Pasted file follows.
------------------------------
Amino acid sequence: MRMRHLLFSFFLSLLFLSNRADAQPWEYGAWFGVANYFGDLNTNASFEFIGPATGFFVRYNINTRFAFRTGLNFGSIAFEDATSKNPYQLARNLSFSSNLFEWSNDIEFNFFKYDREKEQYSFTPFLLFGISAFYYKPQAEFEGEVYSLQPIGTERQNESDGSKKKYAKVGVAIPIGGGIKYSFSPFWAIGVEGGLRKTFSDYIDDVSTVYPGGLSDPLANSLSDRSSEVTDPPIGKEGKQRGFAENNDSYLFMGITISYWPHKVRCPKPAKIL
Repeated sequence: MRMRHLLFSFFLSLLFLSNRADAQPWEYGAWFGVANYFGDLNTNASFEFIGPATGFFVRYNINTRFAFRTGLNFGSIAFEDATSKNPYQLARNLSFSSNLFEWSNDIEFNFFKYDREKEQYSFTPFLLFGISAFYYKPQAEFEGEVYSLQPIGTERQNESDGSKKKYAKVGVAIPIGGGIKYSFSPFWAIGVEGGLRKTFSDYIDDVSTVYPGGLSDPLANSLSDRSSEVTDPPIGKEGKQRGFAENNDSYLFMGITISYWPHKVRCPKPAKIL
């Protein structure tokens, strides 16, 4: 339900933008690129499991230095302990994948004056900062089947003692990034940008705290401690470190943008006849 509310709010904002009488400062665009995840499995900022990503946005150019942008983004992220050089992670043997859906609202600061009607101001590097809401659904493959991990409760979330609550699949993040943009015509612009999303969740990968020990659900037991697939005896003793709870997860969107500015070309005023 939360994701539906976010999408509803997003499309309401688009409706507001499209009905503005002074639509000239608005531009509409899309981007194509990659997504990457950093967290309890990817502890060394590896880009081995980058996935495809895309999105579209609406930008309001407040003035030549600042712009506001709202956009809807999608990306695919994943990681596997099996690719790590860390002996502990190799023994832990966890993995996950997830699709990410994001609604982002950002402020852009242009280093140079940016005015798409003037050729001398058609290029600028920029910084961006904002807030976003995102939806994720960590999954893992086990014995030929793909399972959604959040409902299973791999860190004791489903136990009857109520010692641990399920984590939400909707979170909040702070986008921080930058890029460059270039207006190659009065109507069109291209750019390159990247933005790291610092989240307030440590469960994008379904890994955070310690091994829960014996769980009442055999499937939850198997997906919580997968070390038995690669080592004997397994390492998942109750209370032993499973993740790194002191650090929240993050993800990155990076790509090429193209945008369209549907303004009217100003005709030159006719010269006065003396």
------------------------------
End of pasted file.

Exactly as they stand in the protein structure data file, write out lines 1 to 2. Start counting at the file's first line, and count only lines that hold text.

Amino acid sequence: MRMRHLLFSFFLSLLFLSNRADAQPWEYGAWFGVANYFGDLNTNASFEFIGPATGFFVRYNINTRFAFRTGLNFGSIAFEDATSKNPYQLARNLSFSSNLFEWSNDIEFNFFKYDREKEQYSFTPFLLFGISAFYYKPQAEFEGEVYSLQPIGTERQNESDGSKKKYAKVGVAIPIGGGIKYSFSPFWAIGVEGGLRKTFSDYIDDVSTVYPGGLSDPLANSLSDRSSEVTDPPIGKEGKQRGFAENNDSYLFMGITISYWPHKVRCPKPAKIL
Repeated sequence: MRMRHLLFSFFLSLLFLSNRADAQPWEYGAWFGVANYFGDLNTNASFEFIGPATGFFVRYNINTRFAFRTGLNFGSIAFEDATSKNPYQLARNLSFSSNLFEWSNDIEFNFFKYDREKEQYSFTPFLLFGISAFYYKPQAEFEGEVYSLQPIGTERQNESDGSKKKYAKVGVAIPIGGGIKYSFSPFWAIGVEGGLRKTFSDYIDDVSTVYPGGLSDPLANSLSDRSSEVTDPPIGKEGKQRGFAENNDSYLFMGITISYWPHKVRCPKPAKIL